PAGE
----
Unlike almost every one of her Republican rivals, Hillary Clinton is not ignoring the Black vote. It’s likely mostly because she recognizes she can’t without it, but at least give her props for acting on that reality. This week, while the Republicans made it clear that their party is in desperate need of a leader that can inspire voters – unless you consider that individual to be Donald Trump, Clinton appeared on the Rev. Al Sharpton’s radio show to make it clear that she would include Black voters, women and people of color overall in her presidency. After all #BlackVotersMatter.
Hillary Rodham Clinton wooed a key demographic in her election strategy Thursday when she called in to the Rev. Al Sharpton’s nationally syndicated radio show, making an early appeal for black voters to turn out and help defeat Republicans, who she said wanted to “turn back the clock” on civil rights.
The appearance by the Democratic presidential front-runner on Mr. Sharpton’s “Keepin it Real” talk-radio show coincided with the 50th anniversary of the Voting Rights Act, which Mrs. Clinton said was under attack by Republicans who wanted to disenfranchise black voters.
“The best way to repudiate this,” she said, “is for people to turn out and vote. That is the best way to demonstrate that these efforts to turn the clock back will not succeed.”
Mrs. Clinton has courted black voters aggressively as she tries to reassemble the coalition of minority, young people and women who propelled President Obama to two White House victories. She can expect a built-in advantage with all of these groups, but she needs to lock down support from black voters and get them to the polls to secure a win.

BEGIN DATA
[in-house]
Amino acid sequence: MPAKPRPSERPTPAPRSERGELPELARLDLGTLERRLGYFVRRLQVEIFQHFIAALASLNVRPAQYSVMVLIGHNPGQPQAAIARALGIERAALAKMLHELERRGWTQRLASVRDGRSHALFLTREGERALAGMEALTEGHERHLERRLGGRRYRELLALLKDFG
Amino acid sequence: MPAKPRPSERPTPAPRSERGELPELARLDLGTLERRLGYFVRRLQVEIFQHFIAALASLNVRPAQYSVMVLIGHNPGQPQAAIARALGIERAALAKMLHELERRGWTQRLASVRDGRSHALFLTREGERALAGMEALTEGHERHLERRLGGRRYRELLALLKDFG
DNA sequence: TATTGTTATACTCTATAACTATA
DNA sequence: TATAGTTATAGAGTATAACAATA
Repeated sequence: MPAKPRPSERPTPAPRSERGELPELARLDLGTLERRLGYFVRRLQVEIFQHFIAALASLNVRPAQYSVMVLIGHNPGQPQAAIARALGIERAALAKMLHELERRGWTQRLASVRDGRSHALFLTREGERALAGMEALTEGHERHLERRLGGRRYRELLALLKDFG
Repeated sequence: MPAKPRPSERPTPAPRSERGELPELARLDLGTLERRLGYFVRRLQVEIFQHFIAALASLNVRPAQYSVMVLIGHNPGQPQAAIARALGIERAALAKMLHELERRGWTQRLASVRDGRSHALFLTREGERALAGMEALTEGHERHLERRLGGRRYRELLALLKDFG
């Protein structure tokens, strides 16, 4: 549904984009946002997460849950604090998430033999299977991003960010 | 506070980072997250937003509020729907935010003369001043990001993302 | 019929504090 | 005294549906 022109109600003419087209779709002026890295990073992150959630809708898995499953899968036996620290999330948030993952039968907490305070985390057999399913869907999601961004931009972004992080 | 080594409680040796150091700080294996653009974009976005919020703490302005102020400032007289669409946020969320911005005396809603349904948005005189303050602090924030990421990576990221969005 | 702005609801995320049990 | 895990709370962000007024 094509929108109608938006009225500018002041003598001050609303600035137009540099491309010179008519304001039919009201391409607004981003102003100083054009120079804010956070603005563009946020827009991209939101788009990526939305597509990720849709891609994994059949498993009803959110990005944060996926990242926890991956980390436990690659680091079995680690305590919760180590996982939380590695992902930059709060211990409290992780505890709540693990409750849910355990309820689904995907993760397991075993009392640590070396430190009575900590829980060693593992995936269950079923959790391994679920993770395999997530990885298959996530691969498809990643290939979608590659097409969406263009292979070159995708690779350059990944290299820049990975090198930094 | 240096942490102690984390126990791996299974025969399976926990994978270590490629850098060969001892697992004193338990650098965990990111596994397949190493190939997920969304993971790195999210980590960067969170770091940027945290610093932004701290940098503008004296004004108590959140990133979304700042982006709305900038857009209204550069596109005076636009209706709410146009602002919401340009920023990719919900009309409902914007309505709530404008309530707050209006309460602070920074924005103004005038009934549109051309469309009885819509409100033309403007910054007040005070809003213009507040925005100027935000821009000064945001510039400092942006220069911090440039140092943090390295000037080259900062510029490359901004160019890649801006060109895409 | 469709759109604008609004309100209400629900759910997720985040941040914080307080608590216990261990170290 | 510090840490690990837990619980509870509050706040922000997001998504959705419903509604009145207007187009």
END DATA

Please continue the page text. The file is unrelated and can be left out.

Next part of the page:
The former first lady, senator and secretary of state has moved to drive a wedge between black voters and her chief rival for the nomination, Sen. Bernard Sanders, the Vermont independent and avowed socialist who is gaining on her in polls.
Mr. Sanders has faced criticism from activists in the Black Lives Matter movement for treating racial disparity as an economic issue. Mrs. Clintonhighlighted Mr. Sanders‘ disconnect with black voters in an on-camera forum with South Carolina Democratic Party Chairman Jamie Harrison that was posted online.
“There are some who say, ‘Well racism is a result of economic inequality.’ I don’t believe that,” she said. “They are asking us to face these hard questions, and shame on us if we don’t do just that.”
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